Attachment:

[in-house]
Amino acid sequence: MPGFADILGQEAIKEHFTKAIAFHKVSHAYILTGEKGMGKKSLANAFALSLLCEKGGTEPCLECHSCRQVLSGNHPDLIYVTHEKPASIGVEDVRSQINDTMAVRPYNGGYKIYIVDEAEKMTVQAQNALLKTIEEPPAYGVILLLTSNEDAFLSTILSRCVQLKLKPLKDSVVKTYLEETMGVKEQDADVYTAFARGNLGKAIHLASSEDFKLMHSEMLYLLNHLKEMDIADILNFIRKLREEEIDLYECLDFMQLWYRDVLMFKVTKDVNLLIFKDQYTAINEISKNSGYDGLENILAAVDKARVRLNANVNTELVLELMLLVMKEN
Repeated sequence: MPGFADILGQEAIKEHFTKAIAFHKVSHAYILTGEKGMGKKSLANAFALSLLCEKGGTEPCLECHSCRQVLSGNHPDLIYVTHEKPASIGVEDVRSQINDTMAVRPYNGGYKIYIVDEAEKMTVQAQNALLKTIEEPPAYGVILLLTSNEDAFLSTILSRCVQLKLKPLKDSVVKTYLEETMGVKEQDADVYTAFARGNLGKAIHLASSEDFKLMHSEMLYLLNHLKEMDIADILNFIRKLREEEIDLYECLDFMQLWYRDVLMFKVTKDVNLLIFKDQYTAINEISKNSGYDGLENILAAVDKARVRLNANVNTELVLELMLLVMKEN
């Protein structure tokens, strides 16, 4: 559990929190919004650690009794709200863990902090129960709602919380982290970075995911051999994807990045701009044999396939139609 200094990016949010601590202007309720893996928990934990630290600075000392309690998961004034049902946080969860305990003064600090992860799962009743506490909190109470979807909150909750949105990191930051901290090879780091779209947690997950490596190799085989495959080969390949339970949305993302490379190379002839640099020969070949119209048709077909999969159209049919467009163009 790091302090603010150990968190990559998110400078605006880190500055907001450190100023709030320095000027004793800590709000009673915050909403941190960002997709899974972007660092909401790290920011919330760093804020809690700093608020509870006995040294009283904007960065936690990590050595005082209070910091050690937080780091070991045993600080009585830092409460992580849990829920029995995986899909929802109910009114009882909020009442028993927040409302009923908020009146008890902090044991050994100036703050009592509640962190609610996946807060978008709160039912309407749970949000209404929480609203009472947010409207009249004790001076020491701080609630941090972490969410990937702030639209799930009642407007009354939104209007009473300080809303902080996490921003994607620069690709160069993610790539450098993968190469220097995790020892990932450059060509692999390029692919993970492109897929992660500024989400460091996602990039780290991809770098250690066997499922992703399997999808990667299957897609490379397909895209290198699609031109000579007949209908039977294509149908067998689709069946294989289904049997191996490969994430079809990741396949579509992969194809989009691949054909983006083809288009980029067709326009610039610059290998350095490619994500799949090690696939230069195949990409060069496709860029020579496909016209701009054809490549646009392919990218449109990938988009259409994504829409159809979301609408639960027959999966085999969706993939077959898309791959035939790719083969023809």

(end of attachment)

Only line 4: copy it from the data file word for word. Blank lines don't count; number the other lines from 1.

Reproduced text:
């Protein structure tokens, strides 16, 4: 559990929190919004650690009794709200863990902090129960709602919380982290970075995911051999994807990045701009044999396939139609 200094990016949010601590202007309720893996928990934990630290600075000392309690998961004034049902946080969860305990003064600090992860799962009743506490909190109470979807909150909750949105990191930051901290090879780091779209947690997950490596190799085989495959080969390949339970949305993302490379190379002839640099020969070949119209048709077909999969159209049919467009163009 790091302090603010150990968190990559998110400078605006880190500055907001450190100023709030320095000027004793800590709000009673915050909403941190960002997709899974972007660092909401790290920011919330760093804020809690700093608020509870006995040294009283904007960065936690990590050595005082209070910091050690937080780091070991045993600080009585830092409460992580849990829920029995995986899909929802109910009114009882909020009442028993927040409302009923908020009146008890902090044991050994100036703050009592509640962190609610996946807060978008709160039912309407749970949000209404929480609203009472947010409207009249004790001076020491701080609630941090972490969410990937702030639209799930009642407007009354939104209007009473300080809303902080996490921003994607620069690709160069993610790539450098993968190469220097995790020892990932450059060509692999390029692919993970492109897929992660500024989400460091996602990039780290991809770098250690066997499922992703399997999808990667299957897609490379397909895209290198699609031109000579007949209908039977294509149908067998689709069946294989289904049997191996490969994430079809990741396949579509992969194809989009691949054909983006083809288009980029067709326009610039610059290998350095490619994500799949090690696939230069195949990409060069496709860029020579496909016209701009054809490549646009392919990218449109990938988009259409994504829409159809979301609408639960027959999966085999969706993939077959898309791959035939790719083969023809």